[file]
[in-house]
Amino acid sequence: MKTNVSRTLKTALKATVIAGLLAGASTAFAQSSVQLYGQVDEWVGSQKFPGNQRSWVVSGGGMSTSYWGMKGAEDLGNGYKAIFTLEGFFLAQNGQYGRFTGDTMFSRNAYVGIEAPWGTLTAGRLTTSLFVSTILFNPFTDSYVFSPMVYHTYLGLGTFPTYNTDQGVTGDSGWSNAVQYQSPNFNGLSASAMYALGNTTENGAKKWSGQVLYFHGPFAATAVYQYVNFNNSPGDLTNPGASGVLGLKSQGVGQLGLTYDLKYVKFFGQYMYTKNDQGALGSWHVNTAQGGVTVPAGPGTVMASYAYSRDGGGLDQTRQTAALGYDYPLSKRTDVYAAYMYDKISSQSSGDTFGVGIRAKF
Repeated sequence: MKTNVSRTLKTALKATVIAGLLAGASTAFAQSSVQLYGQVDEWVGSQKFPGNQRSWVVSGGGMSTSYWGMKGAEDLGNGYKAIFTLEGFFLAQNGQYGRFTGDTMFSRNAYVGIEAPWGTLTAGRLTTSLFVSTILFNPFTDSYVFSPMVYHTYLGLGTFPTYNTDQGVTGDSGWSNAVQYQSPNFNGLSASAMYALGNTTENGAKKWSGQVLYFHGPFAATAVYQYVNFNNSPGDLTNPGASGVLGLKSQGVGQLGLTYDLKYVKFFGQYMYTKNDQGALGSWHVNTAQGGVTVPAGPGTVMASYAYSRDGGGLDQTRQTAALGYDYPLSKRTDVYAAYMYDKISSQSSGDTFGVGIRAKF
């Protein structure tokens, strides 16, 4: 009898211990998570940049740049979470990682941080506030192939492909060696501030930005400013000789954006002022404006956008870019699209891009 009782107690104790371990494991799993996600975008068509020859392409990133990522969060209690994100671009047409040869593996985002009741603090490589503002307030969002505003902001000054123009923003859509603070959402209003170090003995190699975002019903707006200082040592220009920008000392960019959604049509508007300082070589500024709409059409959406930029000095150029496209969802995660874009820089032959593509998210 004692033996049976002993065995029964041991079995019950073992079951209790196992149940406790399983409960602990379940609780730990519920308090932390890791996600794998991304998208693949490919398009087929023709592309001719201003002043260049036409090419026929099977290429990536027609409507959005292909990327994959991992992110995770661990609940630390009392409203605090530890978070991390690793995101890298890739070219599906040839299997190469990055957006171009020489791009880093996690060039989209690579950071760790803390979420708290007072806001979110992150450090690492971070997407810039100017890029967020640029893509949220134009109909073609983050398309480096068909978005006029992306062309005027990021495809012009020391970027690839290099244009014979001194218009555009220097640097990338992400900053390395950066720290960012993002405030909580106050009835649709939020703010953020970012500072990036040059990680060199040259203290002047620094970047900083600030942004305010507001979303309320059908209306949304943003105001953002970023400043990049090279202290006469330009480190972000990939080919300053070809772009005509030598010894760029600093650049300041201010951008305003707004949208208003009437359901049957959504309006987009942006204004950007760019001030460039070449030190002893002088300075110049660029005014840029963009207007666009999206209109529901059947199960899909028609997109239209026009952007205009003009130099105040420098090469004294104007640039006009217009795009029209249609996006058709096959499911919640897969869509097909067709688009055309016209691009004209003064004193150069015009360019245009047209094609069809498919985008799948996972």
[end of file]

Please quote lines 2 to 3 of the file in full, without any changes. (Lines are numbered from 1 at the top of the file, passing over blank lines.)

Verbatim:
Amino acid sequence: MKTNVSRTLKTALKATVIAGLLAGASTAFAQSSVQLYGQVDEWVGSQKFPGNQRSWVVSGGGMSTSYWGMKGAEDLGNGYKAIFTLEGFFLAQNGQYGRFTGDTMFSRNAYVGIEAPWGTLTAGRLTTSLFVSTILFNPFTDSYVFSPMVYHTYLGLGTFPTYNTDQGVTGDSGWSNAVQYQSPNFNGLSASAMYALGNTTENGAKKWSGQVLYFHGPFAATAVYQYVNFNNSPGDLTNPGASGVLGLKSQGVGQLGLTYDLKYVKFFGQYMYTKNDQGALGSWHVNTAQGGVTVPAGPGTVMASYAYSRDGGGLDQTRQTAALGYDYPLSKRTDVYAAYMYDKISSQSSGDTFGVGIRAKF
Repeated sequence: MKTNVSRTLKTALKATVIAGLLAGASTAFAQSSVQLYGQVDEWVGSQKFPGNQRSWVVSGGGMSTSYWGMKGAEDLGNGYKAIFTLEGFFLAQNGQYGRFTGDTMFSRNAYVGIEAPWGTLTAGRLTTSLFVSTILFNPFTDSYVFSPMVYHTYLGLGTFPTYNTDQGVTGDSGWSNAVQYQSPNFNGLSASAMYALGNTTENGAKKWSGQVLYFHGPFAATAVYQYVNFNNSPGDLTNPGASGVLGLKSQGVGQLGLTYDLKYVKFFGQYMYTKNDQGALGSWHVNTAQGGVTVPAGPGTVMASYAYSRDGGGLDQTRQTAALGYDYPLSKRTDVYAAYMYDKISSQSSGDTFGVGIRAKF